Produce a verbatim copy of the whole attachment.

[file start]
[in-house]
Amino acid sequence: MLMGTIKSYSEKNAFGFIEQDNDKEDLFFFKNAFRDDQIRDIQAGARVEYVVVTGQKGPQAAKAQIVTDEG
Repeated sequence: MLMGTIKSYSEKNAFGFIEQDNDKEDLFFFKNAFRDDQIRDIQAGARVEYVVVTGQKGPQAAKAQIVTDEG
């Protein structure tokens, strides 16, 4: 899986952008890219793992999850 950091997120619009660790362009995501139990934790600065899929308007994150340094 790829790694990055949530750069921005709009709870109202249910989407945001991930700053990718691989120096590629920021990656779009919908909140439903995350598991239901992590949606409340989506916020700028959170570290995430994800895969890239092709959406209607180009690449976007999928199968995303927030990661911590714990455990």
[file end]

[in-house]
Amino acid sequence: MLMGTIKSYSEKNAFGFIEQDNDKEDLFFFKNAFRDDQIRDIQAGARVEYVVVTGQKGPQAAKAQIVTDEG
Repeated sequence: MLMGTIKSYSEKNAFGFIEQDNDKEDLFFFKNAFRDDQIRDIQAGARVEYVVVTGQKGPQAAKAQIVTDEG
């Protein structure tokens, strides 16, 4: 899986952008890219793992999850 950091997120619009660790362009995501139990934790600065899929308007994150340094 790829790694990055949530750069921005709009709870109202249910989407945001991930700053990718691989120096590629920021990656779009919908909140439903995350598991239901992590949606409340989506916020700028959170570290995430994800895969890239092709959406209607180009690449976007999928199968995303927030990661911590714990455990």